• India: ‘Solar Sisters’ – Barefoot Women Solar Engineers of Africa – improving the lives of people living in rural parts of Africa by training them to make clean, renewable and low cost sources of energy.

• Indonesia: ‘Nothing Wasted’ – Danamon Go Green, Danamon Peduli Foundation – converting traditional market waste into organic compost to be distributed amongst local farmers.

• Israel: ‘Off Grid Aid’ – Comet ME – providing basic energy services to off-grid communities in occupied Palestinian territories, in a way that is environmentally and socially sustainable.

• Namibia: ‘No Beating About The Bush’ – The Cheetah Conservation Fund Bush Project – harvesting thornbushes to restore farmlands, using environmentally and socially appropriate means and providing much-needed jobs to locals.

• Sri Lanka: ‘A Bright Idea’ – Safe Bottle Lamps – producing a simple, safe lamp that can be easily mass produced at low cost, using recycled glass. It is an effective, inexpensive and quick solution to serious burn problems encountered in many developing countries.

• Thailand: ‘Old School Thai’ – Andaman Discoveries – began as a tsunami relief effort and is now a leader in sustainable travel and development. It allows visitors and volunteers to directly support community education, village-led conservation, and cultural empowerment.

• UK: ‘Emission Control’ – Mootal – reducing methane emissions by up to 94% with the use of a simple garlic extract, while also improving the efficiency of livestock production.

• UK: ‘Jiko Rescue’ – Stoves for Survival – reducing reliance on local natural resources through the production and distribution of fuel-efficient ‚ ‘Jiko’ stoves, which reduce the consumption of firewood and charcoal by at least 55%.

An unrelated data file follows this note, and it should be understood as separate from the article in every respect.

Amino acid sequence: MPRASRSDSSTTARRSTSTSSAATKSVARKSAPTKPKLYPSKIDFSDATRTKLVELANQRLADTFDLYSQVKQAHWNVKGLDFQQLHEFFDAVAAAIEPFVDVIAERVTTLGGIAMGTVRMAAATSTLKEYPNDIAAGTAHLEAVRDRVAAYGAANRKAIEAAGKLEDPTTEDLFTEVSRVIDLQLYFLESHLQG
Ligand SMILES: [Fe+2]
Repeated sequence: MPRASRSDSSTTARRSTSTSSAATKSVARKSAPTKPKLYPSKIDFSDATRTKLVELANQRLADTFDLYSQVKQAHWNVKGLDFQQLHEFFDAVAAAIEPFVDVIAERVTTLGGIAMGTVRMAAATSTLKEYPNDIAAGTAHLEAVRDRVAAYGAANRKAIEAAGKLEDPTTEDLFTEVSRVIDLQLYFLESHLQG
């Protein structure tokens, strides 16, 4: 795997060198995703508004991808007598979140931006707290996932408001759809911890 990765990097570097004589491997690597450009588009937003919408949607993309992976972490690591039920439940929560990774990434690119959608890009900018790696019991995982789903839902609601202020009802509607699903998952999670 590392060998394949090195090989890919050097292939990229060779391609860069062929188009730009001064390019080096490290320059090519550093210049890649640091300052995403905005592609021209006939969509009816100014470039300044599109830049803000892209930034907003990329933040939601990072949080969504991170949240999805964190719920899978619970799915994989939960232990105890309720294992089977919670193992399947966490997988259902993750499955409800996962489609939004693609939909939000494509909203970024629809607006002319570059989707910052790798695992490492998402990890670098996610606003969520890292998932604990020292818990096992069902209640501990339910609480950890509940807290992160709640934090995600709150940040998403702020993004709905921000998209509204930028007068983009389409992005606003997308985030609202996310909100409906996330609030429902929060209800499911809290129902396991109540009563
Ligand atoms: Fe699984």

• USA: ‘Fungi Town’ – BTTR Ventures – turning one of the largest waste streams in America and the vast quantities of coffee ground waste generated daily, into a high-demand, nutritious, and valuable food product for local consumers.

BBC World News will broadcast six 30-minute programmes profiling each of the World Challenge 09 finalists, showing how their projects and businesses are changing lives and local communities. In addition, Newsweek will detail the projects in six advertorials. The audience and readers are then invited to vote online - for their favourite project or business from 28 September.

For further information:
BBC World News Press Office
Tel: +44 208 433 2419

Jan Angilelia, Newsweek
Tel: + 1 212 445 5638

World Challenge 09 will be broadcast on BBC World News from October 3rd, 2009. Full schedule details can be found at:

Wednesday, August 12, 2009

Soil-Bugs Provide Eco-Solution to Plastic Pollution.

Despite the ubiquitous uses of plastics, from an environmental perspective they are a menace. Rebecca Hosking's "plastic bag" campaign is well known, when driven by the horror of her first-hand experience as a wildlife photographer seeing birds and sea-creatures tangled-up in plastic that had crossed the world's oceans, she persuaded her home town of Modbury in Devon to ban plastic bags in the shops there. Most plastics are extremely resistant to biological degradation and are expected hang around for centuries, causing much environmental calamity. They are also a significant component of landfill. What then, if a simple, cheap and eco-friendly process could be devised with which to not only decompose plastic waste, but to turn it into useful products? There may indeed be such a solution according to the promise of preliminary results from labs around the world, in the form of pseudomonas putida - a bacterium found in soil, known for its ability to destroy naphthalene as a soil-contaminant.

A modified version of the pseudomonas bacterium has been shown able to decompose styrene, which is recovered by pyrolysis (thermal decomposition in the absence of oxygen) of styrofoam (polystyrene), and to convert it into polyhydroxyalkanoates (PHA), which are themselves useful plastics, e.g. in medical procedures including skin-grafts, but are biodegradable. Dr Kevin O'Connor at University College Dublin thinks that the bacteria can save the world from being suffocated by toxic plastic waste. The bacteria seem to show an affinity for aromatic molecules, and so feed on polystyrene, polyethyeneterephthalate (PET), which in low-grade form is used to make plastic drinks bottles. Thus, rather than all of this ending up in landfill, it can be used as a feedstock for production of PHA in digesters in which pseudomonas putida grow, using the waste plastic as an energy source.